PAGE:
Your article about the demise of the KBRA exemplifies the distorted thinking that promoted this deal ("Uncharted Waters," Jan. 14). Proponents claimed it was necessary to guarantee water for industrial agriculture because no dam has ever been removed without a negotiated settlement.
The era of dam removals has just begun, so there are only a few cases to provide precedent. But the settlement agreements for two west coast dams removed within the last decade, the Marmot and the Elwha, do not resemble the KBRA. These agreements focus on managing sediment, relocating a fish hatchery, controlling noxious weeds, etc. They do not negate water rights for Indian tribes or remove the government's obligation to protect tribal water and fishing rights, as the KBRA did.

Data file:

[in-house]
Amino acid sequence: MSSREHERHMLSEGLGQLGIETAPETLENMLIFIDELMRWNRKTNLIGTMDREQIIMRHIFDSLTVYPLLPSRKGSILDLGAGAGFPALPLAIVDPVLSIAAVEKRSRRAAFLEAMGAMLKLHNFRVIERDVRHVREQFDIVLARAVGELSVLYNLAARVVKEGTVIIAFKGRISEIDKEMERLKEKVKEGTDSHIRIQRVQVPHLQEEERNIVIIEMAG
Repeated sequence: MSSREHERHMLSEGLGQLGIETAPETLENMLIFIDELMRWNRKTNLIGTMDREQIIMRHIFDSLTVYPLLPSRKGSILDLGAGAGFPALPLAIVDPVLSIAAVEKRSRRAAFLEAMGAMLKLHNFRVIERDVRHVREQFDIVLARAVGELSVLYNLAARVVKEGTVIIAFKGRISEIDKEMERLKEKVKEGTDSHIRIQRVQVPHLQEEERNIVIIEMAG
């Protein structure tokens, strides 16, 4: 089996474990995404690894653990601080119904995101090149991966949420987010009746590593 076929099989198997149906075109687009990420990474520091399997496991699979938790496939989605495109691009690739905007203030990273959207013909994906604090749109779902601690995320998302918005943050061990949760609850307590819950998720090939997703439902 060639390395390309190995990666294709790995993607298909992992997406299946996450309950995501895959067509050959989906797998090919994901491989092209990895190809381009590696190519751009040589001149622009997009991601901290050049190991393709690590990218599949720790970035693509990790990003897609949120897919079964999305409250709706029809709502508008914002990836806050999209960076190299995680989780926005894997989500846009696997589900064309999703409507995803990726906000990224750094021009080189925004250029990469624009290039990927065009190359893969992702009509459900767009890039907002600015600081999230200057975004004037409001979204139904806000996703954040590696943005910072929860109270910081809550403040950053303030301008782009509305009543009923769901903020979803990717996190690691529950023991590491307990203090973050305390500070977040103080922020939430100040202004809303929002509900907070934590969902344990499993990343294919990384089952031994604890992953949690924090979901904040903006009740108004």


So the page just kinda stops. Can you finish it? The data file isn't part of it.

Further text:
Regarding the KBRA, the lawyer for the Hoopa Tribe, Tom Schlosser, in a May 2014 Siskiyou Daily News article said, "As a result, the first priority for Klamath River surface water will go to the Klamath Irrigation District (diversions of 378,000 acre-feet per year), regardless of the effect on fish restoration.
"When, after those diversions, too little water remains for fish, then not only will the United States be unable to protect Indian fishing rights, it will be obligated to oppose those rights. That is, the U.S. will enforce the KBRA priority given to water diversions for irrigation."
KBRA supporters either denied that this new paradigm was part of the deal, or they claimed that the promised restoration money could somehow compensate for too little water flowing down the river. Without sufficient flows, the river will never be healed, regardless of how much money is spent.
The collapse of the KBRA is good news. We can now proceed with dam removal by following the established, legal procedures and without eliminating tribal water rights, which happen to be the most powerful tool for ensuring sufficient stream flows.
Diane Higgins, McKinleyville